Watch out, cable TV. Netflix is in the house.
After spending the last week absorbed in, by and around “Orange is the New Black,” I can tell you this show has earned every word of praise that’s come its way (and how). Netflix’s latest series reinvents the “women in prison” genre, but it’s miles removed from old classics like “Caged” and even newer versions like the excellent British show”Bad Girls.” Like the best premium cable has to offer, “Orange is the New Black” juxtaposes its dark humor with some slap-in-the-face drama. One minute you’re laughing hysterically, only to be cut short when you’re forced to witness yet another indignity, yet another deprivation of humanity. It’s quite a brew.
At the outset we meet Piper Chapman, seemingly your typical soon-to-be newlywed, but in reality, one with a Past, capital “P.” You see, ten years before, when our Pipes was young, dumb and in love, she was a drug courier for her then-girlfriend, the charismatic Alex Vause. But it seems the law, having caught up with Alex and her associates, wants Piper behind bars for her role in the heroin trafficking enterprise. So dear, sweet Piper, now engaged to a clueless Larry Bloom, is on her way to a federal pen for 15 months. And who does she encounter? Alex, who may or may not have ratted her out to the feds. We’re not quite sure how to take all this—comedy or tragedy?— and indeed, the tone of the first episode is uncertain. But the series almost immediately shifts into gear with the second episode, and from then on, it just gets better and better. Yes, there’s one clinker of an episode (the one with the chicken), but fortunately with a cast this large and about eight different plots percolating simultaneously, you barely feel the bump in the road.
My favorite aspect of the series is its manner of storytelling. We only learn about Piper and her fellow inmates incrementally—what crimes they committed, what their backgrounds were, how they related to their significant others and parents—through brief flashbacks. Not all is revealed in any one episode, and in fact, some of these plots were barely under way by the end of the season (I’m intrigued by what put Red, who seemingly joined a cadre of Russian Mafia types, behind bars). But perhaps the most riveting back story is revealed the old-fashioned way, in a monologue delivered by Yoga Jones (Constance Shulman), who describes to a fellow inmate exactly how she ended up killing an eight year-old boy. And wonder of wonders, there’s follow-through. When Piper tells a young participant in a “Scared Straight” program that the most frightening person she’d meet in prison is herself, the season’s conclusion proves her words—and then some.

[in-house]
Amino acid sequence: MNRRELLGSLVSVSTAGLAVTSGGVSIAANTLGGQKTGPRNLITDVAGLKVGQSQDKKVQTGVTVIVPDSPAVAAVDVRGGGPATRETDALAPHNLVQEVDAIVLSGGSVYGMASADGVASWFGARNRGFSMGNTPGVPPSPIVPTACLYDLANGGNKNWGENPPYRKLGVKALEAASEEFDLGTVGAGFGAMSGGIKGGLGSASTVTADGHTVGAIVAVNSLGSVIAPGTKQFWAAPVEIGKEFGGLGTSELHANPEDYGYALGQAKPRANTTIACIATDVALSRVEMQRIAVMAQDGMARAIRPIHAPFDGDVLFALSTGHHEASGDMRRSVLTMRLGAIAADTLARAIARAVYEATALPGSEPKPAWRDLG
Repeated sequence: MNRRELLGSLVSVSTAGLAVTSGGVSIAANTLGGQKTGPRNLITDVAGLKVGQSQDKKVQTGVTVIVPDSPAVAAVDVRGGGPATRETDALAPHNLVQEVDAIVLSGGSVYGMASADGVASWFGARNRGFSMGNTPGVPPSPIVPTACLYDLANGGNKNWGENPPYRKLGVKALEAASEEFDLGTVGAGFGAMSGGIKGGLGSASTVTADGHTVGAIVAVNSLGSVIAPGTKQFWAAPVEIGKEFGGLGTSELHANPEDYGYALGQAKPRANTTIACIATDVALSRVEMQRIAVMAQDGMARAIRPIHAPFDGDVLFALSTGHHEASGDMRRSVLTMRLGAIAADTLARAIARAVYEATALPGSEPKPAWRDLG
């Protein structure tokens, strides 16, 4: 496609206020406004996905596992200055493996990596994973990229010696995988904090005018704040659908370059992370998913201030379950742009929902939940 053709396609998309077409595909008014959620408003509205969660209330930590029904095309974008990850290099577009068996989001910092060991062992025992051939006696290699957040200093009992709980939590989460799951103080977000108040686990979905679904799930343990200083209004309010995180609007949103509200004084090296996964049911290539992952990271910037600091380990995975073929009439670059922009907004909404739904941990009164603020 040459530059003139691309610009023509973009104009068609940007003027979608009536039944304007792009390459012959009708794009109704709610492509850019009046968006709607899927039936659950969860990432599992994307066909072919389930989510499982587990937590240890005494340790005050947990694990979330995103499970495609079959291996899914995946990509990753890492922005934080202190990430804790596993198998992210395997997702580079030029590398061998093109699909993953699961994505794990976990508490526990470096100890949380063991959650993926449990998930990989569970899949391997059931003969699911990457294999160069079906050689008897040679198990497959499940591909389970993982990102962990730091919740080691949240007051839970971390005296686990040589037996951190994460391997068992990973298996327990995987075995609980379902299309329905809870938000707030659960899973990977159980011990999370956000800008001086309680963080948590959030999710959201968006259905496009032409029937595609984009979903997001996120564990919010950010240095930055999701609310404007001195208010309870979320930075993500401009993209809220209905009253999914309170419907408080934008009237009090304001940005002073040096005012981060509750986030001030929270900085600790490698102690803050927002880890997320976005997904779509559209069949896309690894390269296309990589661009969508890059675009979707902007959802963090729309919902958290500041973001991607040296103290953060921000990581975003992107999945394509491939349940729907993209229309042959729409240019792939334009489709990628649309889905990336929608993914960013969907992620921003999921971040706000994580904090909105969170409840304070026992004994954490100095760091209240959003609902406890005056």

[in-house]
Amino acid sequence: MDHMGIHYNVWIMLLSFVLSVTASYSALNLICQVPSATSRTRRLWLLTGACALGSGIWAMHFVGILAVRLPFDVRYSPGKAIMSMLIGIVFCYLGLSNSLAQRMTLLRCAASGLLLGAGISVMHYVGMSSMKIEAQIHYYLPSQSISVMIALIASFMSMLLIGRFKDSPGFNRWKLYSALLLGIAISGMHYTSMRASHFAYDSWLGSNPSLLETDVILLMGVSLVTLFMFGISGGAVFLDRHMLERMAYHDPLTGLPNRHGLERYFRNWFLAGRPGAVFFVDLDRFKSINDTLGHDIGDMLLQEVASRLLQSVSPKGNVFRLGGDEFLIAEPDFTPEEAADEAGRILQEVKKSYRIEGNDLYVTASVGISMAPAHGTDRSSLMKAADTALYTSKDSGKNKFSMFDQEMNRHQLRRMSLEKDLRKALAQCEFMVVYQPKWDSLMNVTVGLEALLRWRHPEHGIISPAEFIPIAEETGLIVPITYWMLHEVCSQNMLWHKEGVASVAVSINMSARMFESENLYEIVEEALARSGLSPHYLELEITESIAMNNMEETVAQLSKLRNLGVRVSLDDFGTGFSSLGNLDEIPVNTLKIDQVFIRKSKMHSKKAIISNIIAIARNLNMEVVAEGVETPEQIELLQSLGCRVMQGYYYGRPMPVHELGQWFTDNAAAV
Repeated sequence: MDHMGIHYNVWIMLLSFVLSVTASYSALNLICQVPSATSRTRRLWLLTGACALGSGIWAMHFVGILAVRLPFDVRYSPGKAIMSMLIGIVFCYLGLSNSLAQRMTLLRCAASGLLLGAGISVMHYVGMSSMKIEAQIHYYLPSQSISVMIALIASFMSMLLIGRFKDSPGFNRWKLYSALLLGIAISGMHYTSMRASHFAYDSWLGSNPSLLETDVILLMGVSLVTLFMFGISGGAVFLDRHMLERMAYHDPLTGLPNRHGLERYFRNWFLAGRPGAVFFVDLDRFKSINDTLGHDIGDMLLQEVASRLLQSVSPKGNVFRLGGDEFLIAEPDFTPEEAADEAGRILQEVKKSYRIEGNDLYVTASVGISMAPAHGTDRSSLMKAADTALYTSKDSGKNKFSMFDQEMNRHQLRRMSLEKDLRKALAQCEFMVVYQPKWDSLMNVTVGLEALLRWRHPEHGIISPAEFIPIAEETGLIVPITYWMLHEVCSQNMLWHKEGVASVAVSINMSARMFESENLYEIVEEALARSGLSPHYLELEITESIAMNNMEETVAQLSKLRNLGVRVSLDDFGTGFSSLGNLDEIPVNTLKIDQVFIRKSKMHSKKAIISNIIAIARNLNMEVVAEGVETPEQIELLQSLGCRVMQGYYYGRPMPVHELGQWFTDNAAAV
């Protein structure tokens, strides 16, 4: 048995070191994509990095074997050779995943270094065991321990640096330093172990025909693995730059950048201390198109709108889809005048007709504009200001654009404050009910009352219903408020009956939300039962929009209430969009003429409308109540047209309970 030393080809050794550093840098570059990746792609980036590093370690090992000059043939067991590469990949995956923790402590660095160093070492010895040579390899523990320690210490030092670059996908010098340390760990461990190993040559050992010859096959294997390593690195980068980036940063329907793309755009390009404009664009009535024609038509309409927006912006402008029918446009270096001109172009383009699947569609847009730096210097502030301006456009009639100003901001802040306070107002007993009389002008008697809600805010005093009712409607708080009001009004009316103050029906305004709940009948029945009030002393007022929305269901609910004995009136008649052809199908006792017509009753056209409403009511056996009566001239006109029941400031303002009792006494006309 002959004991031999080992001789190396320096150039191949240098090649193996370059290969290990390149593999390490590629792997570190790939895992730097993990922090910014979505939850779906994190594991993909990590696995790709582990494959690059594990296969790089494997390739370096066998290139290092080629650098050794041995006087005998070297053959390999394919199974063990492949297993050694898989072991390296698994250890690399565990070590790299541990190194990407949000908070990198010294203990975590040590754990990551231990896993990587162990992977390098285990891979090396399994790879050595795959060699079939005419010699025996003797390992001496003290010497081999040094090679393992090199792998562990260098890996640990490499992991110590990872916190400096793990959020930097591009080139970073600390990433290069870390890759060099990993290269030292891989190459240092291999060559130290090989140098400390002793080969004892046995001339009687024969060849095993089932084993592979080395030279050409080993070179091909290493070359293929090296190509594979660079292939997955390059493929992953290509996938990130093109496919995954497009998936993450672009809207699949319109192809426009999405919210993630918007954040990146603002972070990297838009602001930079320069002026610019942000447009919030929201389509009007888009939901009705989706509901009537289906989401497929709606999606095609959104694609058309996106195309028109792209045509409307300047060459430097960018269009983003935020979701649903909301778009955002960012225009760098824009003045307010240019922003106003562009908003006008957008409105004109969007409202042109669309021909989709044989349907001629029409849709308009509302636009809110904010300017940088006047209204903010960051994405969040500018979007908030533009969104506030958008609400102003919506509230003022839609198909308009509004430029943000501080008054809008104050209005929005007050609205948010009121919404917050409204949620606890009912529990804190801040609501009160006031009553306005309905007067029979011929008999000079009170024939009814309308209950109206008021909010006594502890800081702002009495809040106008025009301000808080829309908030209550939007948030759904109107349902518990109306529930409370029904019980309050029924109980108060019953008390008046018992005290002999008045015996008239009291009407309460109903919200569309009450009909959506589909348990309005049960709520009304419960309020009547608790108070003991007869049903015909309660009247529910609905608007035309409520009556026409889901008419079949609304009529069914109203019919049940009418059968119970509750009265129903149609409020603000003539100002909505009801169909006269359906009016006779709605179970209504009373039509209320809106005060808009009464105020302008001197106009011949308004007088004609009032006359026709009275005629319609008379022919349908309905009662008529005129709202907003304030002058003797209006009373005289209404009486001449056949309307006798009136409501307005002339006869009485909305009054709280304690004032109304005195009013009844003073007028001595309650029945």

It goes without saying that the acting is extraordinary. The supporting cast is just this side of phenomenal, though Natasha Lyonne as ex-junkie and rehab veteran Nicky Nichols may be in a class by herself. She has the crumpled voice and sarcastic demeanor of the great broads of classic Hollywood films—Iris Adrian, of “Roxie Hart” fame (“Got a butt, buddy?”) must be her spiritual grandmother. As Piper, Taylor Schilling is that rare bird: a very pretty girl with superb comic timing. She’s easily matched by Laura Prepon as Alex in both the light and dark aspects of the story, and their chemistry is undeniable (aka, “Yeah, they’re really hot together”).
“Orange is the New Black” could easily fall into cliché, but it hasn’t done so yet. The show runners have been very smart in resisting the obvious in their various story lines: Daya’s pregnancy, Pennsatucky’s holy roller band of renown, Taystee’s willing return to jail, Miss Claudette’s failed appeal (I hope she gets out of max soon, because Michelle Hurst is terrific in the part). My only complaint is that the men, with the sole exception of Piper’s brother Scott, are fairly one-dimensional. Prison Officer Mendez, known as Pornstache, is a drug-dealing bastard, Officer Bennett is naive, Prison Administrator Caputo is just wrong about everything, Officer Healy is a homophobe and Larry, Piper’s fiancé, is a nebbish. As to Healy, though, I did feel a distant pang over his being set up by his mail-order Russian bride who’s only in it for the citizenship. The scene in his office, with Red (the formidable Kate Mulgrew) acting as both translator and marriage counselor, is a riot (“He’s got a government job, dummy”), Only Scott, whom I adore, sounds a different note. Living in a trailer in the woods, miles away from Manhattan madness and family drama, he’s a breath of fresh air—his scenes are all too few.
The beauty of watching this on Netflix is that the option is yours—you can binge watch or take your time, but in either case, go back to savor some brilliance. Have fun—it’s the best show around.